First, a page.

“War, war, no peace! Peace is to me a war” – Constance, King John, William Shakespeare
When I started this blog I had no intentions of commenting directly on the news or political events. On Sunday, I opened up my internet browser to be greeted by a putrefying stench – the pervasive smell of fish surrounding the story, first reported in the Sun, about a supposed plot to assassinate the Queen (that’s OUR queen, the British queen, God love her) at the Remembrance Day service in the Royal Albert Hall. Firstly, a lot of news sources reported that it was a gun or a bomb plot, which is not true – the arrests were done on the pretence of there being a ‘stab plot’ against the Queen. In the interest of balance, I won’t commit to any certainties, but nearly every household in this country has at least one knife in it that could probably cause severe damage to an 88 year old woman. These are not people found with bomb-making equipment in their kitchen, there is no smoking gun in this story. In fact, no weapons were found during the initial raids. The men apparently had ‘access to firearms’. What does that mean? With enough know-how I could find a gun if I really wanted to. I find it too convenient that such a story would emerge, on such a flimsy pretext, on this week of all weeks, when the suspects had been under surveillance for months, in the midst of perhaps the worst feelings of insularity and xenophobia I can remember happening in this country. Of course we should be vigilant following the events in Canada. But we should also be careful of turning a blind eye to a degradation in the legal status of British Muslims (or, heck, anyone who happens to look and sound foreign enough for the papers to run a juicy story), one which allows them to be subject to increased police interference and to be assaulted by people in the street.
The phrase ‘routine surveillance’ is one which only uncovers dubious dealings when you really pick it at it. In the context of what the Sun are saying, ‘routine surveillance’ is comfy, a sort of honourable act that the bobbies do in order to keep us safe in the fantastical Merrie England village which the Sun tries to convince its readership it could live in, if only they piggybacked onto enough of the paper’s campaigns. ‘Routine surveillance’ means the Met Police making an order for historical metadata on phone and communications usage – something which does not require a court order. How utterly convenient, then, that a story like this would emerge, where surveillance seems to be what’s needed to keep us all safe, in the wake of the scandal which uncovered just how much ‘routine surveillance’ was carried out by News International. Something seems to be very strange at the heart of it – it was only a few weeks ago that the Met Police were slapped on the wrists for using the Regulation of Investigatory Powers Act to tap into the phone of the Sun’s political editor. Maybe, while Operation Elveden is still ongoing, it is the Sun’s way of proving that they and the Met are not so different after all – they both act in the public interest, even if they have to be canny in their methods.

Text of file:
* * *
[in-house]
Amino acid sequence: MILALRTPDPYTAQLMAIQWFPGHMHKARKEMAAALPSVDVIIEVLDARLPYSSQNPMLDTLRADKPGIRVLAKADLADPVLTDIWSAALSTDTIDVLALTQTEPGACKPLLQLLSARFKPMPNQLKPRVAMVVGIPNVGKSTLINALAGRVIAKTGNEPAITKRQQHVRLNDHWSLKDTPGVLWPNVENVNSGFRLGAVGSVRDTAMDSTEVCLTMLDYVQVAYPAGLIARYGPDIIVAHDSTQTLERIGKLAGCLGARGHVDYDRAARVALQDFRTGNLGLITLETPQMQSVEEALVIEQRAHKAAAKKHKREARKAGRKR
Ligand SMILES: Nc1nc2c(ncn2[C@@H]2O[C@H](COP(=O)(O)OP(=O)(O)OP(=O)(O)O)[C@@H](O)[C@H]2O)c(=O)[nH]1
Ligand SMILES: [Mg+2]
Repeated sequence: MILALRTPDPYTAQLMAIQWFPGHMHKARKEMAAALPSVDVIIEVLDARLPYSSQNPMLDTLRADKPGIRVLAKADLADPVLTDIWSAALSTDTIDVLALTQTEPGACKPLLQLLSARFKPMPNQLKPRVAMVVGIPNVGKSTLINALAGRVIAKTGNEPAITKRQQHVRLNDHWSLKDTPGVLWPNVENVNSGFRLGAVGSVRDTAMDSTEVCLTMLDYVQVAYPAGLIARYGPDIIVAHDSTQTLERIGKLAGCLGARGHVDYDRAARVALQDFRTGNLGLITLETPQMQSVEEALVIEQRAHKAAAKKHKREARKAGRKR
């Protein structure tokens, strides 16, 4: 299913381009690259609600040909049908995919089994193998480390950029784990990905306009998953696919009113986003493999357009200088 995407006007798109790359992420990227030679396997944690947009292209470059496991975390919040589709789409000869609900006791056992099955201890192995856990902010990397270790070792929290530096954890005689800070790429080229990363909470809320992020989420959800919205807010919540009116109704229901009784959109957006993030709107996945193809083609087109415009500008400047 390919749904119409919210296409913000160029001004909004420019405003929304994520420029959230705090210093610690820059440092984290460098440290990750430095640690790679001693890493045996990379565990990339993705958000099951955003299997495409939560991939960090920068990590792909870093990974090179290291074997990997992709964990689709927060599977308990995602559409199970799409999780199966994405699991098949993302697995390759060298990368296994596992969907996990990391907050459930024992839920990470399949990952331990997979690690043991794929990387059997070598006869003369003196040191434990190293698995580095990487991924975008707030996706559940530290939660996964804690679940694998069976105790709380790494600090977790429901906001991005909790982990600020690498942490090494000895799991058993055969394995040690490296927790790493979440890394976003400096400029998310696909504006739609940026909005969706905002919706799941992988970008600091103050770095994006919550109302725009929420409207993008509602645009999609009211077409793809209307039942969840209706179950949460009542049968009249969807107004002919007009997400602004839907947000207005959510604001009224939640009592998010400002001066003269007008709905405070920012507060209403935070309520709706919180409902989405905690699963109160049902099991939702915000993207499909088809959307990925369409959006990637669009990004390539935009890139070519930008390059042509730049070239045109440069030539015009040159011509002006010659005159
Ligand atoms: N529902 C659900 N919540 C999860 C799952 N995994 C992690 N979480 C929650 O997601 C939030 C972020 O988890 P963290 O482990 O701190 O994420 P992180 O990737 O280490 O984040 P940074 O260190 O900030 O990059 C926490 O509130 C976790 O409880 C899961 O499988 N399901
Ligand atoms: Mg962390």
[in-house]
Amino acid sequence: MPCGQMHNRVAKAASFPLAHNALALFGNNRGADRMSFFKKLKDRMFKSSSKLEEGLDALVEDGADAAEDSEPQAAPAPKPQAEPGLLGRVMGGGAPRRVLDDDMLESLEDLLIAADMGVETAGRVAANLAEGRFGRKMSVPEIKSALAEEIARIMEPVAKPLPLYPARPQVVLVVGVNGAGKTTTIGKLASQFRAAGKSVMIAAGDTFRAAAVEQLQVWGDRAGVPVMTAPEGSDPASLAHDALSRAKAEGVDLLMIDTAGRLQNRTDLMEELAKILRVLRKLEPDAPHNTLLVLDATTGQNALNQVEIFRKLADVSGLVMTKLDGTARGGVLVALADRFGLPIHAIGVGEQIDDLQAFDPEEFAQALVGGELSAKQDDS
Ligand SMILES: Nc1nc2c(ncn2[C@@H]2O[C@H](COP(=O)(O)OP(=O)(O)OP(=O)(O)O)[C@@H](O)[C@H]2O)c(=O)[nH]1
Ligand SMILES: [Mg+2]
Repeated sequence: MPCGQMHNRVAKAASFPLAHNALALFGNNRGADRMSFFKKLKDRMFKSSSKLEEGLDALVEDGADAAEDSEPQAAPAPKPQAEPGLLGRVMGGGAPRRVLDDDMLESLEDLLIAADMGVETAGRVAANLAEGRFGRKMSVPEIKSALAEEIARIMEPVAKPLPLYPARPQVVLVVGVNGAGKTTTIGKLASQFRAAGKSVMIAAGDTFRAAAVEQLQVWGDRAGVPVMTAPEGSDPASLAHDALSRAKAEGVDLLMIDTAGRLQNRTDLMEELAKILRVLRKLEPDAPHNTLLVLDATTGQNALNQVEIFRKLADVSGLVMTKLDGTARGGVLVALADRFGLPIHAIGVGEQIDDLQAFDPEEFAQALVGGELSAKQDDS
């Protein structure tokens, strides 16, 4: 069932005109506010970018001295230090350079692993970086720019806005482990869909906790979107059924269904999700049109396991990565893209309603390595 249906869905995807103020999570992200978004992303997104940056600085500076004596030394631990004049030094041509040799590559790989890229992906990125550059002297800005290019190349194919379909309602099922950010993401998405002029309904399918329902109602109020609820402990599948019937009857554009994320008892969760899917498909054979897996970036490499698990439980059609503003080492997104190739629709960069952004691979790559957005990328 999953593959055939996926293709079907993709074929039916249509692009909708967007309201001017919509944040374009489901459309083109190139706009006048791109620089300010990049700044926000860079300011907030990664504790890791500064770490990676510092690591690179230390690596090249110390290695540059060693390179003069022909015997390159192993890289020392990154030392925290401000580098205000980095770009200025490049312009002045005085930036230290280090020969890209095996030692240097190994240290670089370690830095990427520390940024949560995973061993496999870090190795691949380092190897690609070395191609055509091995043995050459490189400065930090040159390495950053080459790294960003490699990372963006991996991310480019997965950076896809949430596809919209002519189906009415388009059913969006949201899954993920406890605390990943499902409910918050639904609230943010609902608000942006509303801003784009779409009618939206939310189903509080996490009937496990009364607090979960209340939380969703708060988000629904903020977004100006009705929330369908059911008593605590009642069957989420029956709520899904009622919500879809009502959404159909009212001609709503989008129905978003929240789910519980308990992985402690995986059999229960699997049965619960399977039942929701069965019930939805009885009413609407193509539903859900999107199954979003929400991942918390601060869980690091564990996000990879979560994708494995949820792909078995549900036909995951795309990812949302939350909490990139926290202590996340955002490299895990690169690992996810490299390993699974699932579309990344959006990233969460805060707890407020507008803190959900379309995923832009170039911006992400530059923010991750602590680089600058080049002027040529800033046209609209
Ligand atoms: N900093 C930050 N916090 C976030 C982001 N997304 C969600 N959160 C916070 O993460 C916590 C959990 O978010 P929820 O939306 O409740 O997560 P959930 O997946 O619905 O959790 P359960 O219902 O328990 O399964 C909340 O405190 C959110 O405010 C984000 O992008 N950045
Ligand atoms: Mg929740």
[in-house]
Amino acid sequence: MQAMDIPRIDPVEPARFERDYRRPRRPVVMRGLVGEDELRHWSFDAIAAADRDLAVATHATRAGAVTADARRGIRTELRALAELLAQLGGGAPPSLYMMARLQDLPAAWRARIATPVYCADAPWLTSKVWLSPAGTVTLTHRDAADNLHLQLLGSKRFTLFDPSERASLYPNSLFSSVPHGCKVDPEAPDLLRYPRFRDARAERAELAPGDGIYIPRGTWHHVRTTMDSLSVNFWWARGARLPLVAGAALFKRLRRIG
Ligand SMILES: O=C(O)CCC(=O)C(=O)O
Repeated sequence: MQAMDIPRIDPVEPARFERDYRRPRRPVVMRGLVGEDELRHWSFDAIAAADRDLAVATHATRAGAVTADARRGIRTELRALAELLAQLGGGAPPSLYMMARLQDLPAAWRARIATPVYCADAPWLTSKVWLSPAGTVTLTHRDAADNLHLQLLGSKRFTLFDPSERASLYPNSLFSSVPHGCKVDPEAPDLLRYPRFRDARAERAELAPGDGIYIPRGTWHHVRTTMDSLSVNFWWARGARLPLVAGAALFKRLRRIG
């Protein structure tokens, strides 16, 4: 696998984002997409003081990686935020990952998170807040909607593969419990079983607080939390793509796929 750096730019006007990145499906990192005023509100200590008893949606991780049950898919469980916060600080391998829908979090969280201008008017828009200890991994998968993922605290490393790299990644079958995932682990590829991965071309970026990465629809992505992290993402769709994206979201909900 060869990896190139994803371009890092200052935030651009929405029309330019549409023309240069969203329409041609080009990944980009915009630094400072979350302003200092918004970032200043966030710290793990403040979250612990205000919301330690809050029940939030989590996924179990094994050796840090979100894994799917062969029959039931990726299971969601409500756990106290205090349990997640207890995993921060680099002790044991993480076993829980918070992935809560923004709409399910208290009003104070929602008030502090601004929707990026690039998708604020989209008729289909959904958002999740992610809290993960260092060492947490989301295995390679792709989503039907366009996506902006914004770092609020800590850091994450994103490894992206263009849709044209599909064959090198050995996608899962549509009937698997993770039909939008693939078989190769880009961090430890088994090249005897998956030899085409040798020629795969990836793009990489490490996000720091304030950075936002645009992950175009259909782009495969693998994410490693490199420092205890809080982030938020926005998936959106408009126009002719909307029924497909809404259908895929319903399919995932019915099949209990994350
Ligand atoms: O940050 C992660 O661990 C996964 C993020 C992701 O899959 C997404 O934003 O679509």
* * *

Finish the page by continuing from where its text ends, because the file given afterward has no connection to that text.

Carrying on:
There is a deeper lying hypocrisy about this story which I can’t stand either. In the past year people have been thinking critically about religion and the unique idealism it holds which can provoke people into committing heinous acts. This is not a bad thing, in and of itself. But the way that the Queen (her Maj, our Liz, God love her) is spoken of in most red-tops borders on the religious itself. She is the only person who can make this story work, as she is perhaps the one woman in the world (except maybe Beyonce) who is above all criticism. The Sun is expecting to stoke a righteous indignation in their readers, who in turn would presumably find the idea of faith in the ideals of Islam an utterly intolerable concept.